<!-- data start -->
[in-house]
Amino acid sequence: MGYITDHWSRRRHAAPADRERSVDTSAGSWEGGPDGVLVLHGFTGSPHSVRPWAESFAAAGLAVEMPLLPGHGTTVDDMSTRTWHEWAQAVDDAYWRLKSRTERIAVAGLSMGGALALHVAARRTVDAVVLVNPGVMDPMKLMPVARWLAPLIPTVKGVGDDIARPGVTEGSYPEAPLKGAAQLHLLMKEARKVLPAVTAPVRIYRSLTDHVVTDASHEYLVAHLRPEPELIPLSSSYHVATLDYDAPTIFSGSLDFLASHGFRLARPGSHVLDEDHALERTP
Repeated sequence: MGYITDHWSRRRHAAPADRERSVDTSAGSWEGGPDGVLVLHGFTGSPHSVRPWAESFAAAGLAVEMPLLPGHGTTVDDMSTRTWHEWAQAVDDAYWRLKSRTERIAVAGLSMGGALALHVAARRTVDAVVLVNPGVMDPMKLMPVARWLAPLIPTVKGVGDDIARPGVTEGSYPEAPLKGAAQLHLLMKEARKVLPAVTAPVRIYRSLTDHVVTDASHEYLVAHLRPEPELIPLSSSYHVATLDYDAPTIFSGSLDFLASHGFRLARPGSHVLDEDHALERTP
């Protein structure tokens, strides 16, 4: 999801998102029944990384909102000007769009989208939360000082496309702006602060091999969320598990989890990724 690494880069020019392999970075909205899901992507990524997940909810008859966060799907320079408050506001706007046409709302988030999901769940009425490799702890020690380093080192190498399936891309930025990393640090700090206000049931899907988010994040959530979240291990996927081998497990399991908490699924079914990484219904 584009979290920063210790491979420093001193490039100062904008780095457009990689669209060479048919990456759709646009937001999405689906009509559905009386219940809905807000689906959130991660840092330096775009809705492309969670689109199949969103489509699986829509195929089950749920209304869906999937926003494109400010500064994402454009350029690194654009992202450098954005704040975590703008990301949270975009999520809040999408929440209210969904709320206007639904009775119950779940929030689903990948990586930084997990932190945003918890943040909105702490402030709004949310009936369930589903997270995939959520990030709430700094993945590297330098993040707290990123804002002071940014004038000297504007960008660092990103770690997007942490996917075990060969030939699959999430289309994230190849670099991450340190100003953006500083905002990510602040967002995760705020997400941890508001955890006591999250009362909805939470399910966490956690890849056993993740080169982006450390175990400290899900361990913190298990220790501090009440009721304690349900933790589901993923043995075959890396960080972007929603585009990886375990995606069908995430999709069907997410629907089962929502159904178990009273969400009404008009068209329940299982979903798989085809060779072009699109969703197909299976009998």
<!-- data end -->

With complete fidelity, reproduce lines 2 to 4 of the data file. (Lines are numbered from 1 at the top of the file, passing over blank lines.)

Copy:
Amino acid sequence: MGYITDHWSRRRHAAPADRERSVDTSAGSWEGGPDGVLVLHGFTGSPHSVRPWAESFAAAGLAVEMPLLPGHGTTVDDMSTRTWHEWAQAVDDAYWRLKSRTERIAVAGLSMGGALALHVAARRTVDAVVLVNPGVMDPMKLMPVARWLAPLIPTVKGVGDDIARPGVTEGSYPEAPLKGAAQLHLLMKEARKVLPAVTAPVRIYRSLTDHVVTDASHEYLVAHLRPEPELIPLSSSYHVATLDYDAPTIFSGSLDFLASHGFRLARPGSHVLDEDHALERTP
Repeated sequence: MGYITDHWSRRRHAAPADRERSVDTSAGSWEGGPDGVLVLHGFTGSPHSVRPWAESFAAAGLAVEMPLLPGHGTTVDDMSTRTWHEWAQAVDDAYWRLKSRTERIAVAGLSMGGALALHVAARRTVDAVVLVNPGVMDPMKLMPVARWLAPLIPTVKGVGDDIARPGVTEGSYPEAPLKGAAQLHLLMKEARKVLPAVTAPVRIYRSLTDHVVTDASHEYLVAHLRPEPELIPLSSSYHVATLDYDAPTIFSGSLDFLASHGFRLARPGSHVLDEDHALERTP
């Protein structure tokens, strides 16, 4: 999801998102029944990384909102000007769009989208939360000082496309702006602060091999969320598990989890990724 690494880069020019392999970075909205899901992507990524997940909810008859966060799907320079408050506001706007046409709302988030999901769940009425490799702890020690380093080192190498399936891309930025990393640090700090206000049931899907988010994040959530979240291990996927081998497990399991908490699924079914990484219904 584009979290920063210790491979420093001193490039100062904008780095457009990689669209060479048919990456759709646009937001999405689906009509559905009386219940809905807000689906959130991660840092330096775009809705492309969670689109199949969103489509699986829509195929089950749920209304869906999937926003494109400010500064994402454009350029690194654009992202450098954005704040975590703008990301949270975009999520809040999408929440209210969904709320206007639904009775119950779940929030689903990948990586930084997990932190945003918890943040909105702490402030709004949310009936369930589903997270995939959520990030709430700094993945590297330098993040707290990123804002002071940014004038000297504007960008660092990103770690997007942490996917075990060969030939699959999430289309994230190849670099991450340190100003953006500083905002990510602040967002995760705020997400941890508001955890006591999250009362909805939470399910966490956690890849056993993740080169982006450390175990400290899900361990913190298990220790501090009440009721304690349900933790589901993923043995075959890396960080972007929603585009990886375990995606069908995430999709069907997410629907089962929502159904178990009273969400009404008009068209329940299982979903798989085809060779072009699109969703197909299976009998």